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  • No More Andy Griffith Show in Public Domain

    I was just about to add one more episode of The Andy Griffith Show, you know, the ones that everyone thinks are public domain; but then I learned that these aren’t public domain at all!

    For years, folks assumed that episodes 80 through 95 of The Andy Griffith Show were public domain. The reason was, back in March of 1997, Paramount Pictures Corporation submitted copyright renewal applications to the US Copyright Office for these particular episodes (among others), but they were rejected for being late. Basically, the Copyright Office told Paramount that since the shows were published in 1963, that they missed the December 31, 1991 deadline.

    The following are The Andy Griffith Show episodes in question:

    1. Episode 80 - “High Noon in Mayberry”
    2. Episode 81 - “The Loaded Goat”
    3. Episode 82 - “Class Reunion”
    4. Episode 83 - “Rafe Hollister Sings”
    5. Episode 84 - “Opie and the Spoiled Kid”
    6. Episode 85 - “The Great Filling Station Robbery”
    7. Episode 86 - “Andy Discovers America”
    8. Episode 87 - “Aunt Bee’s Medicine Man”
    9. Episode 88 - “The Darlings are Coming”
    10. Episode 89 - “Andy’s English Valet”
    11. Episode 90 - “Barney’s First Car”
    12. Episode 91 - “The Rivals”
    13. Episode 92 - “A Wife for Andy”
    14. Episode 93 - “Dogs, Dogs, Dogs"
    15. Episode 94 - “Mountain Wedding”
    16. Episode 95 - “The Big House”

     Andy Griffith DVDs

    The funny thing is I was certain that these were legally public domain because of the renewal issue and also because they were so widely available for free download. Heck, many years ago I even bought DVD’s at Walmart containing some of these episodes and none were by CBS, Viacom, or Paramount!

    The DVD’s that I have were distributed by Digiview Productions LLC and Platinum Disc LLC. The only odd thing was that the original theme song was changed in each show. This I figured was still under copyright.

     cbs vs. reel funds int.

    Come to find out, in 2006, Reel Media International was sued by CBS Operations Inc. for copyright infringement regarding the unauthorized sale, distribution, and/or licensing of episodes 80 through 95 of The Andy Griffith Show. It was argued that, even though the copyright renewal applications were rejected in 1997, that these were derivative works of the 79 shows that came before them (whose copyrights were renewed and in effect) and that the characters, consistent within these works were so distinctive that they themselves could be copyrightable (i.e. Sheriff Taylor, Barney, etc.). In the eyes of CBS, the 16 episodes in question were protected and they won.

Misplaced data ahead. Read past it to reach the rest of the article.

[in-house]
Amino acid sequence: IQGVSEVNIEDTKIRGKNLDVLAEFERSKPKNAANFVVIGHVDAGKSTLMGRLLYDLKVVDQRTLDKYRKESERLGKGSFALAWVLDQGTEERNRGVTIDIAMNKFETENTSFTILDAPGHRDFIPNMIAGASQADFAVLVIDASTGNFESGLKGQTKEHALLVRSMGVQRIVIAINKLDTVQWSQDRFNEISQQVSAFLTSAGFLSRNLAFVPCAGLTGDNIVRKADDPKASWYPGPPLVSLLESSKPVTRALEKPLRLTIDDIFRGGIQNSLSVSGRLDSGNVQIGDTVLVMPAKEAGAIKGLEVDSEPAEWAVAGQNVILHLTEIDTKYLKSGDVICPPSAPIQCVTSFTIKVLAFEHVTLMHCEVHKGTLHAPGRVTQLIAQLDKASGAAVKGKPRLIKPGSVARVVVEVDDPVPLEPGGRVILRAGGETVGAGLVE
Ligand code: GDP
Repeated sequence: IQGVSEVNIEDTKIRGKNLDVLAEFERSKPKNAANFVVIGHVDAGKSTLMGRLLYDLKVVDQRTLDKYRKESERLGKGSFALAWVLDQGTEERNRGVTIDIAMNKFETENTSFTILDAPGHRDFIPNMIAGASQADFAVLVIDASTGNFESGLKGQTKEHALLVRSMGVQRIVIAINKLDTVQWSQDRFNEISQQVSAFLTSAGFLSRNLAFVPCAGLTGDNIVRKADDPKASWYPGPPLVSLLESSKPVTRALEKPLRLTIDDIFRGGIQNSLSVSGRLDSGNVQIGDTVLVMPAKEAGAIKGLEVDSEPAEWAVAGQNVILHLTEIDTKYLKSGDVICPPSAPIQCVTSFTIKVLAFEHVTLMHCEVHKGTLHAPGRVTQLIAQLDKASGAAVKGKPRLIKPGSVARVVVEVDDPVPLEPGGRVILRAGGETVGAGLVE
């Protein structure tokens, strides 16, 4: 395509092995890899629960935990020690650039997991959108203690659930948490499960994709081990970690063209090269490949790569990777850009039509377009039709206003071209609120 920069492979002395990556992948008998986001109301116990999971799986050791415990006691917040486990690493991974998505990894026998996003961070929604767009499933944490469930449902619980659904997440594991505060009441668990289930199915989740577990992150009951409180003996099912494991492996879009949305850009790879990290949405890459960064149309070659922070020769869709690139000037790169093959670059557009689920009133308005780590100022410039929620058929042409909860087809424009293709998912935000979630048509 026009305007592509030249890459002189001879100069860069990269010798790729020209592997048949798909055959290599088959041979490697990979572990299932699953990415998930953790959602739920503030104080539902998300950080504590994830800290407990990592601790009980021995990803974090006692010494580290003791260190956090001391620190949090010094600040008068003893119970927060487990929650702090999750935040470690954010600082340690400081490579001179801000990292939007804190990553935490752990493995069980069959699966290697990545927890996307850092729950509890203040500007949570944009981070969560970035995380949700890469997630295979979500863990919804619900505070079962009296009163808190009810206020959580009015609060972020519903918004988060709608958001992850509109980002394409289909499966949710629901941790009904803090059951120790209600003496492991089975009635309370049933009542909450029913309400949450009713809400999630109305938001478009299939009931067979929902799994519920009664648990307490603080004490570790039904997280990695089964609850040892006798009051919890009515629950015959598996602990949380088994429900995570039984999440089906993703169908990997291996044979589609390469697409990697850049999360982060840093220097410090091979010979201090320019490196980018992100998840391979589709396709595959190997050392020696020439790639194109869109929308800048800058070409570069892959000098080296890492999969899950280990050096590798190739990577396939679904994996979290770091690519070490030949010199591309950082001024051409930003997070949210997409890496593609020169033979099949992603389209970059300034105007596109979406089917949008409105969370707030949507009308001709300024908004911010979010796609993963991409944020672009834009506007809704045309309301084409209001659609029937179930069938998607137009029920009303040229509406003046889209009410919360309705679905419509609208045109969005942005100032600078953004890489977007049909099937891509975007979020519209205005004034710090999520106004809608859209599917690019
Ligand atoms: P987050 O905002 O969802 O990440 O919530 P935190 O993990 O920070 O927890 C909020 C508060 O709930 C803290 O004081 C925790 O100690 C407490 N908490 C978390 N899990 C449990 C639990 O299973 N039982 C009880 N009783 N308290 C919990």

Now, fast forward ten years. In 2016, CBS sued an individual and his organization for copyright infringement after uploading the same 16 episodes of The Andy Griffith Show to Youtube.

    In this lawsuit CBS claimed that only the “newly-added elements” of each episode, 80 through 95, are in the public domain. The reason being, that only the newly-added stuff was not derivative of the previous 79 episodes still under copyright protection, and that the characters consistent within each episode are derivative and “independently copyrightable elements” of the show.

    If you were to remove everything from any episode of The Andy Griffith Show that wasn’t a newly-added element, then you’d basically be left with nothing; and that’s the only thing public domain about The Andy Griffith Show – nothing!

    CBS appears to have won this case too as the show has been removed from the Youtuber’s channel (8thManDVDcom).

    Keep in mind that the defendants in both the 2006 and the 2016 lawsuits were capitalizing on these 16 episodes and possibly generating significant amounts of revenue from them.

    This all goes to show you how iffy this public domain movie business can be. What should be very straight-forward and clear, is cloudy and depends on ones interpretation of the law. Only copyright claimants, lawyers, and judges seem to be able to get the “truth” in an area where the US Copyright Office won’t even go.

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